Director: Kerry Conran
Stars: Gwyneth Paltrow, Jude Law, Giovanni Ribsi, Angelina Jolie
Genre: Science Fiction, Adventure
Sky Captain and the World of Tomorrow is a dieselpunk fan's dream come true, with an unforgettable visual style and a fun pulp-style adventure.
The story concerns Joe "Sky Captain" Sullivan and his ex-lover Polly Perkins, a newspaper reporter. Together they aim to stop the mysterious Dr. Totenkopf, who they believe has been terrorizing the world with giant robots and is plotting to put an end to the world, and partake in an Indiana Jones-like adventure.
Like many pulp adventure stories, the plot is simple yet somehow manages to make little sense. There's plenty of plot holes and questionable logic at play here. But a lot of it seems very intentional. The film is definitely an homage to old pulp adventure and detective stories. This is sort of a double-edged sword, though. While a homage can be enjoyable for fans of that which is being paid tribute to, that still doesn't necessarily excuse the inherited flaws. A poor plot is a poor plot regardless. In this way it can be hard for a homage to both pay tribute and avoid the unenjoyable aspects of that which it is tributing, all while maintaining the necessary style and themes.
Sky Captain certainly does have a ridiculous plot that likely shatters most people's suspension of disbelief. And it does have cliched characters and plot elements. It certainly provides nothing you haven't seen before when it comes to those things. But all that doesn't hurt the film...too much. I felt it did detract from it a bit, because it was harder for me to care about the characters and the plot was terribly predictable, but at the same time it still managed to be fun. Really, you have to be in the right mind-state to overlook the flaws. You need to trick yourself into embracing the flaws; laugh at them.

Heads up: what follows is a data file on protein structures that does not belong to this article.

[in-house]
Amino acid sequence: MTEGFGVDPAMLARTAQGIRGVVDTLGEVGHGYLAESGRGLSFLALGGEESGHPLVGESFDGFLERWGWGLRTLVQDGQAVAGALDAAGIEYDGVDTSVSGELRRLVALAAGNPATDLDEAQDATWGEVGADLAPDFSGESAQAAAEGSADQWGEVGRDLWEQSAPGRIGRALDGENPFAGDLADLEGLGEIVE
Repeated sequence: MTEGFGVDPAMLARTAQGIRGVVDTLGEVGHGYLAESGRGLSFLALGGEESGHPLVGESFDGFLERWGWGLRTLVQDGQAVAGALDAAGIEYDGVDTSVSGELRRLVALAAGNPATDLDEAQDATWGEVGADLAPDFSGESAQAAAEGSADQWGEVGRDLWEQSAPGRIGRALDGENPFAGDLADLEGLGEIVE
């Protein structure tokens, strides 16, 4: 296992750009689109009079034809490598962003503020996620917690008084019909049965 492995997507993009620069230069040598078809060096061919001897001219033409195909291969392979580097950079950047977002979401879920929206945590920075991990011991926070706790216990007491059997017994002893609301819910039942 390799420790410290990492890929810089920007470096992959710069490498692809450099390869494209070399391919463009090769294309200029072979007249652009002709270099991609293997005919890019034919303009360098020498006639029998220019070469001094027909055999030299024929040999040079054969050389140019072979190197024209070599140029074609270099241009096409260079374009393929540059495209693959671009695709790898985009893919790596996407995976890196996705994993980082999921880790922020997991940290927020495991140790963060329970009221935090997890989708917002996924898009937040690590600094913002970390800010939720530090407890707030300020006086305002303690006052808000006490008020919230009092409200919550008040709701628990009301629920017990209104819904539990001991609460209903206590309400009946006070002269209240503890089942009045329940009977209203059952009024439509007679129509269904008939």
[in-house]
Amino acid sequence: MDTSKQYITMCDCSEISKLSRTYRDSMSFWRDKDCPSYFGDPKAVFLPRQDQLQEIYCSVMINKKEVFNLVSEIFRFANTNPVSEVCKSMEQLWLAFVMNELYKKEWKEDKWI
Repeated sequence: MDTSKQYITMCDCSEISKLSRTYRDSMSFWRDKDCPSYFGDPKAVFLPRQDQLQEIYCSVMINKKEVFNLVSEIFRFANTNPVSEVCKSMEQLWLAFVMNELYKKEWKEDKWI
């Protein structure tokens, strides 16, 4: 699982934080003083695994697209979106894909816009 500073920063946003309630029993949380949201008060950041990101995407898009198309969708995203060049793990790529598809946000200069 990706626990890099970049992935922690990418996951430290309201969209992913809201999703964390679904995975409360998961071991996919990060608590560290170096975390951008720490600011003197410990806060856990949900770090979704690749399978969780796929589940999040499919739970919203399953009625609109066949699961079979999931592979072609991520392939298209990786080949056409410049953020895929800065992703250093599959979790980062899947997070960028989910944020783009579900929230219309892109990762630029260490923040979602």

The most notable and indeed noticeable thing about the film is easily its visual style. Sky Captain, along with some other films like Sin City, is one of the earlier films to be shot entirely on a digital backlot, which means that it was entirely shot in front of a blue or greenscreen, with the entire background being computer generated. The benefits of this are obvious: you can achieve things you couldn't in real life, and on a smaller budget. The problem is that CGI mixed with live action often looks very fake and artificial. However, Sky Captain, like Sin City, bypasses this unwanted side-effect by employing a unique visual style that doesn't conform to realism.
The visual style of Sky Captain is in a way simultaneously new and old. Impressive and cheesy. Good and bad. It nails the sci-fi pulp noir 1930s style, yes, but it also manages to look very...silly at the same time. This goes back to the idea that Sky Captain is in many ways intentionally bad. But yet, I wouldn't call its visuals bad, and they're actually very creative. It's hard to explain. It's like a cutscene from the video game Wing Commander III: its backdrops are very clearly fake and as a result it all looks kind of cheesy, but at the same time what it manages to achieve is actually pretty impressive. Sky Captain and the World of Tomorrow is very similar to the full motion video (fmv) games from the 90s; like a weird hybrid of Wing Commander III and Tex Murphy.